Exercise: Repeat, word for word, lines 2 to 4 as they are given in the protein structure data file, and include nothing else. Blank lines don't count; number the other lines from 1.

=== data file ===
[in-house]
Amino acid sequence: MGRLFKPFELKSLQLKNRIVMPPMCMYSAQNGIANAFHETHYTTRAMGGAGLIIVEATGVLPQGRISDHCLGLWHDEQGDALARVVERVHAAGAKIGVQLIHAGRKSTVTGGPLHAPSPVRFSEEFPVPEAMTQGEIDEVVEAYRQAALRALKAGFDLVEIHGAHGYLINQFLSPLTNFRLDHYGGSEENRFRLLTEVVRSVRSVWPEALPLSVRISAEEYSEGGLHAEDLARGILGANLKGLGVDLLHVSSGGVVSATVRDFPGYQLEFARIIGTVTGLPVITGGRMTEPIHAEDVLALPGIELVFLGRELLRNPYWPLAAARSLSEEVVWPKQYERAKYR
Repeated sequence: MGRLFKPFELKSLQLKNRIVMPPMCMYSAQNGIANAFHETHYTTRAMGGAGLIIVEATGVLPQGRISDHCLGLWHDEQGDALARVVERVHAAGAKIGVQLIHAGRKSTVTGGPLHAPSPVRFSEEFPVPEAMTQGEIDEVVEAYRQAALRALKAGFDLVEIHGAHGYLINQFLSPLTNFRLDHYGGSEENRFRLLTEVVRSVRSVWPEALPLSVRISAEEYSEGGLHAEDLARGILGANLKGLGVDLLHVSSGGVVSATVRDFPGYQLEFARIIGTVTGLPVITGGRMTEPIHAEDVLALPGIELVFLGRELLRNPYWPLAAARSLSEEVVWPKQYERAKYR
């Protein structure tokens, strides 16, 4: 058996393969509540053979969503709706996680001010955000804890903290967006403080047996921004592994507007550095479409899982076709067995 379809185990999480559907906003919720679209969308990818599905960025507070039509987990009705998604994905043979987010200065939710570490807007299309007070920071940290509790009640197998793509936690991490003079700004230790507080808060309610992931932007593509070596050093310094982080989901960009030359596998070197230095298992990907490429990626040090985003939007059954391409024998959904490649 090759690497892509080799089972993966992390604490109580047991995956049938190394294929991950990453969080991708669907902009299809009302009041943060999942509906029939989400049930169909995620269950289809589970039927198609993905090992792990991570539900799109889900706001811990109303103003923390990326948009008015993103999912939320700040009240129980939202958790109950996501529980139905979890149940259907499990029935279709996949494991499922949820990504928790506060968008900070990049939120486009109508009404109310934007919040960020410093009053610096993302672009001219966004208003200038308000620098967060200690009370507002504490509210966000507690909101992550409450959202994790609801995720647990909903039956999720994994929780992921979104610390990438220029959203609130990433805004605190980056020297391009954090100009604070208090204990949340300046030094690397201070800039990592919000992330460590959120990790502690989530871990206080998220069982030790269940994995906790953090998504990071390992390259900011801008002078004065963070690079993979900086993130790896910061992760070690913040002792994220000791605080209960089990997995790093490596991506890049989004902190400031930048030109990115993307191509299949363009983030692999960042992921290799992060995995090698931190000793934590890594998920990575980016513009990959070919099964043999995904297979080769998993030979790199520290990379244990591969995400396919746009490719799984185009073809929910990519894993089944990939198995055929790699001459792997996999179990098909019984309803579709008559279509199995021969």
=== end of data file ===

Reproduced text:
Amino acid sequence: MGRLFKPFELKSLQLKNRIVMPPMCMYSAQNGIANAFHETHYTTRAMGGAGLIIVEATGVLPQGRISDHCLGLWHDEQGDALARVVERVHAAGAKIGVQLIHAGRKSTVTGGPLHAPSPVRFSEEFPVPEAMTQGEIDEVVEAYRQAALRALKAGFDLVEIHGAHGYLINQFLSPLTNFRLDHYGGSEENRFRLLTEVVRSVRSVWPEALPLSVRISAEEYSEGGLHAEDLARGILGANLKGLGVDLLHVSSGGVVSATVRDFPGYQLEFARIIGTVTGLPVITGGRMTEPIHAEDVLALPGIELVFLGRELLRNPYWPLAAARSLSEEVVWPKQYERAKYR
Repeated sequence: MGRLFKPFELKSLQLKNRIVMPPMCMYSAQNGIANAFHETHYTTRAMGGAGLIIVEATGVLPQGRISDHCLGLWHDEQGDALARVVERVHAAGAKIGVQLIHAGRKSTVTGGPLHAPSPVRFSEEFPVPEAMTQGEIDEVVEAYRQAALRALKAGFDLVEIHGAHGYLINQFLSPLTNFRLDHYGGSEENRFRLLTEVVRSVRSVWPEALPLSVRISAEEYSEGGLHAEDLARGILGANLKGLGVDLLHVSSGGVVSATVRDFPGYQLEFARIIGTVTGLPVITGGRMTEPIHAEDVLALPGIELVFLGRELLRNPYWPLAAARSLSEEVVWPKQYERAKYR
């Protein structure tokens, strides 16, 4: 058996393969509540053979969503709706996680001010955000804890903290967006403080047996921004592994507007550095479409899982076709067995 379809185990999480559907906003919720679209969308990818599905960025507070039509987990009705998604994905043979987010200065939710570490807007299309007070920071940290509790009640197998793509936690991490003079700004230790507080808060309610992931932007593509070596050093310094982080989901960009030359596998070197230095298992990907490429990626040090985003939007059954391409024998959904490649 090759690497892509080799089972993966992390604490109580047991995956049938190394294929991950990453969080991708669907902009299809009302009041943060999942509906029939989400049930169909995620269950289809589970039927198609993905090992792990991570539900799109889900706001811990109303103003923390990326948009008015993103999912939320700040009240129980939202958790109950996501529980139905979890149940259907499990029935279709996949494991499922949820990504928790506060968008900070990049939120486009109508009404109310934007919040960020410093009053610096993302672009001219966004208003200038308000620098967060200690009370507002504490509210966000507690909101992550409450959202994790609801995720647990909903039956999720994994929780992921979104610390990438220029959203609130990433805004605190980056020297391009954090100009604070208090204990949340300046030094690397201070800039990592919000992330460590959120990790502690989530871990206080998220069982030790269940994995906790953090998504990071390992390259900011801008002078004065963070690079993979900086993130790896910061992760070690913040002792994220000791605080209960089990997995790093490596991506890049989004902190400031930048030109990115993307191509299949363009983030692999960042992921290799992060995995090698931190000793934590890594998920990575980016513009990959070919099964043999995904297979080769998993030979790199520290990379244990591969995400396919746009490719799984185009073809929910990519894993089944990939198995055929790699001459792997996999179990098909019984309803579709008559279509199995021969």